But while the scrunchie’s history is brief, the timeline of hair accessories is incredibly long. Kimberly Chrisman-Campbell, fashion historian and author of Worn on This Day: The Clothes That Made History, confirms as much. “As long as women have had long hair,” she says, “there have been hair ornaments.” Hairstyles themselves have also served as a form of communication. “Hair has been a vehicle for self-expression, especially for women because they didn’t have the other means of self-expression that were available to men,” Chrisman-Campbell says. During the late 18th century, an era Chrisman-Campbell specializes in, women expressed their pent-up opinions in elaborate, ornamented hairdos that acted as billboards for all kinds of causes du jour — championing one composer over another, celebrating inoculation, even commemorating a specific French ship that won a battle against the English — using symbolic baubles woven into their poufs (fake snakes, olive branches, entire miniature ships complete with sails). “Hairstyles were relatively easy and inexpensive to update, so they were very sensitive to changes in pop culture, changes in politics, changes in the news cycle. And I think that’s true today,” says Chrisman-Campbell.

When it comes to the scrunchie as portrayed in Heathers and To All the Boys I’ve Loved Before, Chrisman-Campbell compares its significance to the ultimate power accessory — the crown. She notes that in both films it’s not just the item itself that’s important but its lineage. “It’s recognizably someone else’s scrunchie,” she says, “so it belonged to a certain person and took on her social power.” Similarly, a crown’s power is compounded by its association with all the previous monarchs who wore it. In these narratives, as is often the case with a crown, there is only one method for acquiring the scrunchie, and that’s “taking it by force in a very Shakespearean way,” says Chrisman-Campbell.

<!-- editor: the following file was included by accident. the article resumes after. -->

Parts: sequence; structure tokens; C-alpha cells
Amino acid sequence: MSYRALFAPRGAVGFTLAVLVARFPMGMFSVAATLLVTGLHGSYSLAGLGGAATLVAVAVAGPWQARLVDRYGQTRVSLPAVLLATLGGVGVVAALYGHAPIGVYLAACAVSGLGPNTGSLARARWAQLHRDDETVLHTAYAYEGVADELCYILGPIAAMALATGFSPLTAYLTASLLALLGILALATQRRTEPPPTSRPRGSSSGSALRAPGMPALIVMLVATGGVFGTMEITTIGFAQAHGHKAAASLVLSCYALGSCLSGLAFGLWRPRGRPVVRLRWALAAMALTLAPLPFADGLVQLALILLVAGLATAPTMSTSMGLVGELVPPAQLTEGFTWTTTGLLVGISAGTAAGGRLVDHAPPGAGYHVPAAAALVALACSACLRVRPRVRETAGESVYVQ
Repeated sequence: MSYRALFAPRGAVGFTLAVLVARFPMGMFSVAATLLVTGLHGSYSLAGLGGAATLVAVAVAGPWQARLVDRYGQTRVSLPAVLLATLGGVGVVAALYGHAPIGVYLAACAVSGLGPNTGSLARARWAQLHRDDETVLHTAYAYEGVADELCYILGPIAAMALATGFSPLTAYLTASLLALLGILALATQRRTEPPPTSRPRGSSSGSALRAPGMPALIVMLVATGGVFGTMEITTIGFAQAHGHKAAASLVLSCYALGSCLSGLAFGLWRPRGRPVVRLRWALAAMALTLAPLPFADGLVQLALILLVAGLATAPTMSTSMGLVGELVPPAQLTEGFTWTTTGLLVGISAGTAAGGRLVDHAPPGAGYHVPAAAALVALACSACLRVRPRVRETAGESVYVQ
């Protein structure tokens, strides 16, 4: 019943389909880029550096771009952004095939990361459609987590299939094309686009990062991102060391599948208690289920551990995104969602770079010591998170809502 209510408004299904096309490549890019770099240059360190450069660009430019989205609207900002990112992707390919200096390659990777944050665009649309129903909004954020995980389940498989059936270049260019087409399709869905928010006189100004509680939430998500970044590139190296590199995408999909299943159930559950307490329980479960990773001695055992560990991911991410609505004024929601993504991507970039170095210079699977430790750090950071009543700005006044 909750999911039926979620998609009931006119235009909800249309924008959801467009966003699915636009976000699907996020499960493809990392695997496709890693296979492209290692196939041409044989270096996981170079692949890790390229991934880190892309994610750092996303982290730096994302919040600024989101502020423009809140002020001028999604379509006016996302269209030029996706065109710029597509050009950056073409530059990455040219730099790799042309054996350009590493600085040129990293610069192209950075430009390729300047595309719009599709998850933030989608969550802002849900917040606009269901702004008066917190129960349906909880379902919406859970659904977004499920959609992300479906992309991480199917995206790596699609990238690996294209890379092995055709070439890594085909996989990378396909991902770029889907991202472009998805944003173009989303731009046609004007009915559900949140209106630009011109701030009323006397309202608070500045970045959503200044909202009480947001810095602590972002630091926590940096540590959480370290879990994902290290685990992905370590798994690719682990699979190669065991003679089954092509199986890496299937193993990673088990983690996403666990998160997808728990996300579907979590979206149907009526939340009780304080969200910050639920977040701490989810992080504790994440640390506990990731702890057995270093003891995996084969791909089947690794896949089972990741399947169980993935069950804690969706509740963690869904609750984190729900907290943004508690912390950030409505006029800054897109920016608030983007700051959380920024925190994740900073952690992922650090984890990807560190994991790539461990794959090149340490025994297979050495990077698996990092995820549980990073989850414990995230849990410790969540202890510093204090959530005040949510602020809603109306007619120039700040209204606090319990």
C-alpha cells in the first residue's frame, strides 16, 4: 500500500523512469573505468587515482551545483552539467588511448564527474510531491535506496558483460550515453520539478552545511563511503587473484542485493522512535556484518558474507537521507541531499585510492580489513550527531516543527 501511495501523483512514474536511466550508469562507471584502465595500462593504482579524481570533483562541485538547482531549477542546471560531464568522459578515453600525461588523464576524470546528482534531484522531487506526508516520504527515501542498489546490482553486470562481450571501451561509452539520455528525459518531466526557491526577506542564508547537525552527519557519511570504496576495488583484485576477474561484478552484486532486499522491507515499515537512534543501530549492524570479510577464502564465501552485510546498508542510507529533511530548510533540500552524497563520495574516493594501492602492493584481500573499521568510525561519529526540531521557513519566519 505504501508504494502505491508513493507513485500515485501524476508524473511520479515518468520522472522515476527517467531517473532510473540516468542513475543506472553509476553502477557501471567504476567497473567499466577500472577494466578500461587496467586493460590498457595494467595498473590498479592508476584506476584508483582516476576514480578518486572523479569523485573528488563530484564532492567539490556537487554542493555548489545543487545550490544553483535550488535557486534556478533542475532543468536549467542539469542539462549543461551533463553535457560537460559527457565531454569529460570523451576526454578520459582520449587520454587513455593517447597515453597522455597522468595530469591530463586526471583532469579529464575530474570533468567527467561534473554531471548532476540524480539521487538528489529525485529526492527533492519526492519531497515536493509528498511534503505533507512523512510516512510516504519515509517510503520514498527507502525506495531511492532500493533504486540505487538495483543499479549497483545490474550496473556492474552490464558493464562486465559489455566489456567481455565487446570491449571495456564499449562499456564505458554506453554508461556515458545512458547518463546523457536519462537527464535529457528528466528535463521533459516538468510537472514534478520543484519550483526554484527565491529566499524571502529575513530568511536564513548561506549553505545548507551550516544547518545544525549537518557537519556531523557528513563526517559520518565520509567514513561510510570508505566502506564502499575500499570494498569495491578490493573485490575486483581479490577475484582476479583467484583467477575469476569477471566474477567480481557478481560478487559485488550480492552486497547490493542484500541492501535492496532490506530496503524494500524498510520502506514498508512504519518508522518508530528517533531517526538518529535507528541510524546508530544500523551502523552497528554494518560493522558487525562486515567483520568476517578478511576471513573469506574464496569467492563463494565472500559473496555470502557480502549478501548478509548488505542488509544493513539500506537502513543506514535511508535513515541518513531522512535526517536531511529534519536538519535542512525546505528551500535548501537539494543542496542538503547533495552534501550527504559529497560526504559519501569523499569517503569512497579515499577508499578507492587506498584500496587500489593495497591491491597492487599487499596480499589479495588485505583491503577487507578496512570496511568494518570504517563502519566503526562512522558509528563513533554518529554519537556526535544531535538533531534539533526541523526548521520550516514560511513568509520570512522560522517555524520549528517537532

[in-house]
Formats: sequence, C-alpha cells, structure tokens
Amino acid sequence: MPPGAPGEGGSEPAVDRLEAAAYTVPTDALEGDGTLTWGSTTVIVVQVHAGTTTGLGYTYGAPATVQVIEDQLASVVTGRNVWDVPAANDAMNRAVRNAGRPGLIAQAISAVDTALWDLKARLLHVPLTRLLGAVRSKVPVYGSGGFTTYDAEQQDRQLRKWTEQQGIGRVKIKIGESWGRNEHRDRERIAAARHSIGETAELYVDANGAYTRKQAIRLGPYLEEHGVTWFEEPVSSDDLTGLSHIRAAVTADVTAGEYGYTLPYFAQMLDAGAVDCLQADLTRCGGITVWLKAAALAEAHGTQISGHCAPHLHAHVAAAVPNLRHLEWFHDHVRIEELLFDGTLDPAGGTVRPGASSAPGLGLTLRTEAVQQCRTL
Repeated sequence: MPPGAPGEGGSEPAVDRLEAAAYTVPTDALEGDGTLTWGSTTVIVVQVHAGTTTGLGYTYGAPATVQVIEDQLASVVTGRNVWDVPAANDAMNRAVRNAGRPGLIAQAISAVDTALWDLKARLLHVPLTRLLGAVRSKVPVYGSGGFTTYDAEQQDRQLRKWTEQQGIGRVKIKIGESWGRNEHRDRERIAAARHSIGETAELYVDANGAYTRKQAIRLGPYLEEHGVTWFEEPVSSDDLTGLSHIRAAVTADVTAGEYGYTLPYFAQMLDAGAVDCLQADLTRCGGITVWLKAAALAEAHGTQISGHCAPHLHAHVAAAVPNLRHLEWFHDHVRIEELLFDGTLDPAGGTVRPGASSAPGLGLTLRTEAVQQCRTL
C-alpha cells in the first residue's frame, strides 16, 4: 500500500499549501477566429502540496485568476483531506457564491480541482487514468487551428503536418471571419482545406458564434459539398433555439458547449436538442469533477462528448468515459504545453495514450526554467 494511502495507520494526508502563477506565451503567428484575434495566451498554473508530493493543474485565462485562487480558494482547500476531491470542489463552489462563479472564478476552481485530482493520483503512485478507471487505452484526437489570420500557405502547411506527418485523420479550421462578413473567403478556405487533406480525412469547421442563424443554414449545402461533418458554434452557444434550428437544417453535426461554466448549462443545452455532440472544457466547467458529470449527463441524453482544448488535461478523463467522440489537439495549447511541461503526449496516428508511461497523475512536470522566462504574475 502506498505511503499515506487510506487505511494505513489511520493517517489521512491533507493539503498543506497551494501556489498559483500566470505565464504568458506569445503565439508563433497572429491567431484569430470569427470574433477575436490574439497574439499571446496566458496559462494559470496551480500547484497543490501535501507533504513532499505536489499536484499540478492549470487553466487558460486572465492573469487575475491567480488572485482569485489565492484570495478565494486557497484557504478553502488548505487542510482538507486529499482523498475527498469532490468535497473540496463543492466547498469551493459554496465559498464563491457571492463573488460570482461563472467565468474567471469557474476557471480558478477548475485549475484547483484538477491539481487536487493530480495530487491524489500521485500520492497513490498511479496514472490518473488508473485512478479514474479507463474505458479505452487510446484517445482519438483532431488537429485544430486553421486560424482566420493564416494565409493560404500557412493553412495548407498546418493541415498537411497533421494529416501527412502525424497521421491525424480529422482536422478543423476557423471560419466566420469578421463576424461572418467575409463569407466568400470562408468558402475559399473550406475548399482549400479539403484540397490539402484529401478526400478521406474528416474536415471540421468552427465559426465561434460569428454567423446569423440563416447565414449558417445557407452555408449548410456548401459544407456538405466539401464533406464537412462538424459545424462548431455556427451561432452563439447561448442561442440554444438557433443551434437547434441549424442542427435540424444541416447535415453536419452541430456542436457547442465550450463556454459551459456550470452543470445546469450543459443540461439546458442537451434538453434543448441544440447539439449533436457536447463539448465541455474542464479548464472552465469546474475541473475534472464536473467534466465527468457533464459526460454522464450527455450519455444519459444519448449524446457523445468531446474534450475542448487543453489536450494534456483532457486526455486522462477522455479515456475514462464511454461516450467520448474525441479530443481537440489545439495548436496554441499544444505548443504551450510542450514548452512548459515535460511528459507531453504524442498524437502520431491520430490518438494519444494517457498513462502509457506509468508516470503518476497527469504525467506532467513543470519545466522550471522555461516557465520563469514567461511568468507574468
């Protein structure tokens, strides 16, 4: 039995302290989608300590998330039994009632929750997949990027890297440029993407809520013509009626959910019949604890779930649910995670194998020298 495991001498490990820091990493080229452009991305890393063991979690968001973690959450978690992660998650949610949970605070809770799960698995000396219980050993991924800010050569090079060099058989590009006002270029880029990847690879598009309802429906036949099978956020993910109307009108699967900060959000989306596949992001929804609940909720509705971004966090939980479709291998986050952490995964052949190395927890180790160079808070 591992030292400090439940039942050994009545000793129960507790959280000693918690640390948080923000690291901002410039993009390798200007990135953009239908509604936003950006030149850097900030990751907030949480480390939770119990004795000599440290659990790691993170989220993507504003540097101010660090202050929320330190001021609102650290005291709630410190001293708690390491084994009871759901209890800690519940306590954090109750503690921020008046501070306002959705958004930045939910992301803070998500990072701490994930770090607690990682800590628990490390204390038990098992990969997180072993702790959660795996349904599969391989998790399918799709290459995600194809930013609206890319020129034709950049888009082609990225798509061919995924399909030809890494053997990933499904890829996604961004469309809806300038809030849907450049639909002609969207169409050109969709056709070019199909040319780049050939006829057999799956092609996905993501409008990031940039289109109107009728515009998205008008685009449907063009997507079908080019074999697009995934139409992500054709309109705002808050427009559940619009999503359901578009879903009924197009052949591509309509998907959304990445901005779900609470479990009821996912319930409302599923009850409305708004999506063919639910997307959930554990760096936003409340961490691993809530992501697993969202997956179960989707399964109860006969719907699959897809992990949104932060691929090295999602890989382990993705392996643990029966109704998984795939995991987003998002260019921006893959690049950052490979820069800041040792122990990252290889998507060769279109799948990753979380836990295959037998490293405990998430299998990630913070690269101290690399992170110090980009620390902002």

This crown comparison brings to mind Taylor Swift’s anti-bullying song “You Need to Calm Down”: “We see you over there on the internet, comparing all the girls who are killing it. But we figured you out. We all know now; we all got crowns.” Unfortunately, the reality is that crowns (both literal and metaphorical) are bestowed only on those with privilege and status. And the Heathers and Genevieves of the world have always conspired to snatch them, and that’s where relational bullying can come in.

Signe Whitson, social worker and author of Friendship and Other Weapons, says traditional bullying is a one-on-one fight, “but in relational bullying, it’s ‘I’m mad at you, and I’m going to get everybody else I know to be mad at you, too.’ It’s a power-in-numbers kind of dynamic.”

Although it’s not visible in this picture, a reed scrunchie is holding back the hair of queen bee Heather Chandler (second from right) in Heathers.
New World Pictures/Getty Images

According to Whitson, relational bullying is also defined by all kinds of physical markers. The classic example is not having a seat at the regular lunch table. But this plays out in various other exclusionary ways, such as fashion. Clothing and accessories are easy targets, she says, because they’re so clearly loaded with class and clique symbolism.

Whitson also notes that these abusive dynamics can become cyclical “when people never find their boundaries and never stand up for themselves.” Kids can find themselves seesawing, either “in” or “out” with a group — friends on Tuesday and frenemies on Wednesday.